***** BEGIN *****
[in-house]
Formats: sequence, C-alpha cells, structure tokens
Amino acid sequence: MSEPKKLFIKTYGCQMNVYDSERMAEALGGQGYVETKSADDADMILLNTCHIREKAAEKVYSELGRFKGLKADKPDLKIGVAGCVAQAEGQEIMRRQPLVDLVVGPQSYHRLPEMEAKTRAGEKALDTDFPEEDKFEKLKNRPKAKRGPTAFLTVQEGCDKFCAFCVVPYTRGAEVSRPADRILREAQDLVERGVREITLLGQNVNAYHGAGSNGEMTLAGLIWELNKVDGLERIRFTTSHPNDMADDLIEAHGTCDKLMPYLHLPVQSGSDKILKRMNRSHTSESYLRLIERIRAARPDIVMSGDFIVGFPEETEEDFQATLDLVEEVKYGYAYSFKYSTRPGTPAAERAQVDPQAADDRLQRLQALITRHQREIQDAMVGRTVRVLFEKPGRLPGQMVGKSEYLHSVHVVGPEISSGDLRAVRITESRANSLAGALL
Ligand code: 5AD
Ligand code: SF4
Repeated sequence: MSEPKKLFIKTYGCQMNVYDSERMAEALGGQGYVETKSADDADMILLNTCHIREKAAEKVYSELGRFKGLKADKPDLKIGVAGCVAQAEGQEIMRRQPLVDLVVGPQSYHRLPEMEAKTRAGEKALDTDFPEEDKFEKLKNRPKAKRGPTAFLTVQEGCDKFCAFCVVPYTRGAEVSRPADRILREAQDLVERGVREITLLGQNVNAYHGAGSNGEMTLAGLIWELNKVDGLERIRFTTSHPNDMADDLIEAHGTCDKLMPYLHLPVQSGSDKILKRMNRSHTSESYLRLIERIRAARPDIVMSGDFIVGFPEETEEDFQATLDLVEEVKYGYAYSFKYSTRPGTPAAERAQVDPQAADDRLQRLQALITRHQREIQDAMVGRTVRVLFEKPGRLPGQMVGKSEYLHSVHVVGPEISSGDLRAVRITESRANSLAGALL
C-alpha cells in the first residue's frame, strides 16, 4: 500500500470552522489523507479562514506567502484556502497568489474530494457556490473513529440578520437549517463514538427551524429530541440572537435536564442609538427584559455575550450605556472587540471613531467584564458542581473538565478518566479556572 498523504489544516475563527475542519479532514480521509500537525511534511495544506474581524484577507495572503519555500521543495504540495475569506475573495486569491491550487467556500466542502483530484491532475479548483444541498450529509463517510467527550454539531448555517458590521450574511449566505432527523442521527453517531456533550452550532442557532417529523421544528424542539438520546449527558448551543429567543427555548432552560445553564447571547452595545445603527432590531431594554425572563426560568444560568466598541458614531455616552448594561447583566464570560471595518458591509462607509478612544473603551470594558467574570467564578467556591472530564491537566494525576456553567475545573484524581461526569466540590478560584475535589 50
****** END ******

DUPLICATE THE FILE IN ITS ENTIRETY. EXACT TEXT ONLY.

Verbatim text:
[in-house]
Formats: sequence, C-alpha cells, structure tokens
Amino acid sequence: MSEPKKLFIKTYGCQMNVYDSERMAEALGGQGYVETKSADDADMILLNTCHIREKAAEKVYSELGRFKGLKADKPDLKIGVAGCVAQAEGQEIMRRQPLVDLVVGPQSYHRLPEMEAKTRAGEKALDTDFPEEDKFEKLKNRPKAKRGPTAFLTVQEGCDKFCAFCVVPYTRGAEVSRPADRILREAQDLVERGVREITLLGQNVNAYHGAGSNGEMTLAGLIWELNKVDGLERIRFTTSHPNDMADDLIEAHGTCDKLMPYLHLPVQSGSDKILKRMNRSHTSESYLRLIERIRAARPDIVMSGDFIVGFPEETEEDFQATLDLVEEVKYGYAYSFKYSTRPGTPAAERAQVDPQAADDRLQRLQALITRHQREIQDAMVGRTVRVLFEKPGRLPGQMVGKSEYLHSVHVVGPEISSGDLRAVRITESRANSLAGALL
Ligand code: 5AD
Ligand code: SF4
Repeated sequence: MSEPKKLFIKTYGCQMNVYDSERMAEALGGQGYVETKSADDADMILLNTCHIREKAAEKVYSELGRFKGLKADKPDLKIGVAGCVAQAEGQEIMRRQPLVDLVVGPQSYHRLPEMEAKTRAGEKALDTDFPEEDKFEKLKNRPKAKRGPTAFLTVQEGCDKFCAFCVVPYTRGAEVSRPADRILREAQDLVERGVREITLLGQNVNAYHGAGSNGEMTLAGLIWELNKVDGLERIRFTTSHPNDMADDLIEAHGTCDKLMPYLHLPVQSGSDKILKRMNRSHTSESYLRLIERIRAARPDIVMSGDFIVGFPEETEEDFQATLDLVEEVKYGYAYSFKYSTRPGTPAAERAQVDPQAADDRLQRLQALITRHQREIQDAMVGRTVRVLFEKPGRLPGQMVGKSEYLHSVHVVGPEISSGDLRAVRITESRANSLAGALL
C-alpha cells in the first residue's frame, strides 16, 4: 500500500470552522489523507479562514506567502484556502497568489474530494457556490473513529440578520437549517463514538427551524429530541440572537435536564442609538427584559455575550450605556472587540471613531467584564458542581473538565478518566479556572 498523504489544516475563527475542519479532514480521509500537525511534511495544506474581524484577507495572503519555500521543495504540495475569506475573495486569491491550487467556500466542502483530484491532475479548483444541498450529509463517510467527550454539531448555517458590521450574511449566505432527523442521527453517531456533550452550532442557532417529523421544528424542539438520546449527558448551543429567543427555548432552560445553564447571547452595545445603527432590531431594554425572563426560568444560568466598541458614531455616552448594561447583566464570560471595518458591509462607509478612544473603551470594558467574570467564578467556591472530564491537566494525576456553567475545573484524581461526569466540590478560584475535589 50